June Brae

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'June Brae was one of the leading British classical dancers of the twentieth century, creating leading roles for Frederick Ashton, Ninette de Valois and other choreographers.

She was born June Bear on 17 May 1917 and brought up in Shanghai, where she studied alongside Margot Fonteyn under the Russian George Gontcharov.[1] She returned to London to study under Nicholas Legat, staying with her mother at the Women's Residence Club in Barkston Gardens, Earls' Court. In 1933 she joined the school of the Vic-Wells Ballet and in 1935 progressed to the Company, directed by Ninette de Valois. Soon after, she changed her name from Bear to Brae after de Valois declared "I can't have performing bears in the Company."[2]

June Brae was soon taking leading roles, including the Rich Girl in Nocturne (1936), a skater in Les Patineurs (1937), Josephine in Wedding Bouquet (1937), the Black Queen in Checkmate (1937) and La Superbe in Harlequin in the Street (1938).[3] She was the Lilac Fairy in the 1939 revival of The Sleeping Princess and Venus in Cupid and Psyche in the same year. After the start of the Second World War, she toured England extensively with the Sadler's Wells Ballet, and was with the company when it was caught in the Netherlands during the German invasion on 10 May 1940, escaping back to England in the hold of a freighter.[4]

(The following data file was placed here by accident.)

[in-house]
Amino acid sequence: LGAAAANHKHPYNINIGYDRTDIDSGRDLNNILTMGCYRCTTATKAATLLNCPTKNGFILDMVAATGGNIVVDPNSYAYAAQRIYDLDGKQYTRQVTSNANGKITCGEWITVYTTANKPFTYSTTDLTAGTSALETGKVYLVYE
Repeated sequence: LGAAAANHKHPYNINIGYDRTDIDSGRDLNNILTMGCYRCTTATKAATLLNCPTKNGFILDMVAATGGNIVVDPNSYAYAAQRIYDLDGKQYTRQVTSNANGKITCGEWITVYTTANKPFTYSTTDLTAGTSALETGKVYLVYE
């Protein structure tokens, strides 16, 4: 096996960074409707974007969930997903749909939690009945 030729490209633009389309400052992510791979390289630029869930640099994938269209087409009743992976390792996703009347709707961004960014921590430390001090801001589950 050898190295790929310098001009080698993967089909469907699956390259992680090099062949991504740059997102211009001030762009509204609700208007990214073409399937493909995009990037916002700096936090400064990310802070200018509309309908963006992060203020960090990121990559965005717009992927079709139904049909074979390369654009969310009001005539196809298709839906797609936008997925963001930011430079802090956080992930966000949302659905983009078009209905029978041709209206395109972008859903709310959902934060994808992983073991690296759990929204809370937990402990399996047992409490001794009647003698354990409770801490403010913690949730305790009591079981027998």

With Margot Fonteyn and Pamela May, June was one of trio of exceptional performers and close friends who gained the nickname 'The Triptych'. She met David Bredon, whom she was to marry in 1942, at a party in Cambridge in 1938, at which Margot and Pamela also met their future husbands.[5] After her marriage, she retired from dancing and had two children. In 1946 she returned to the stage, creating the role of The Choreographer in Robert Helpmann's ballet Adam Zero. She then transferred to the Sadler's Wells Theatre Ballet (now Birmingham Royal Ballet), set up when the main Company moved to the Royal Opera House, Covent Garden, including the principal role in Andree Howard's Assembly Ball. She retired soon after.

She died on 3 January 2000.[6]

References[edit]

  1. ^ Fonteyn, Margot "Autobiography" (Hamish Hamilton 1989) p31.
  2. ^ Anderson, Zoe "The Royal Ballet" (Faber 2006) p54.
  3. ^ Haskell, Arnold (ed) "Gala Performance" (Collins 1955) p209-213.
  4. ^ De Valois, Ninette "Come Dance With Me" (Hamish Hamilton 1957) p118-130.
  5. ^ Fonteyn, Margot "Autobiography" (Hamish Hamilton 1989) p81.
  6. ^ http://www.guardian.co.uk/news/2000/jan/13/guardianobituaries2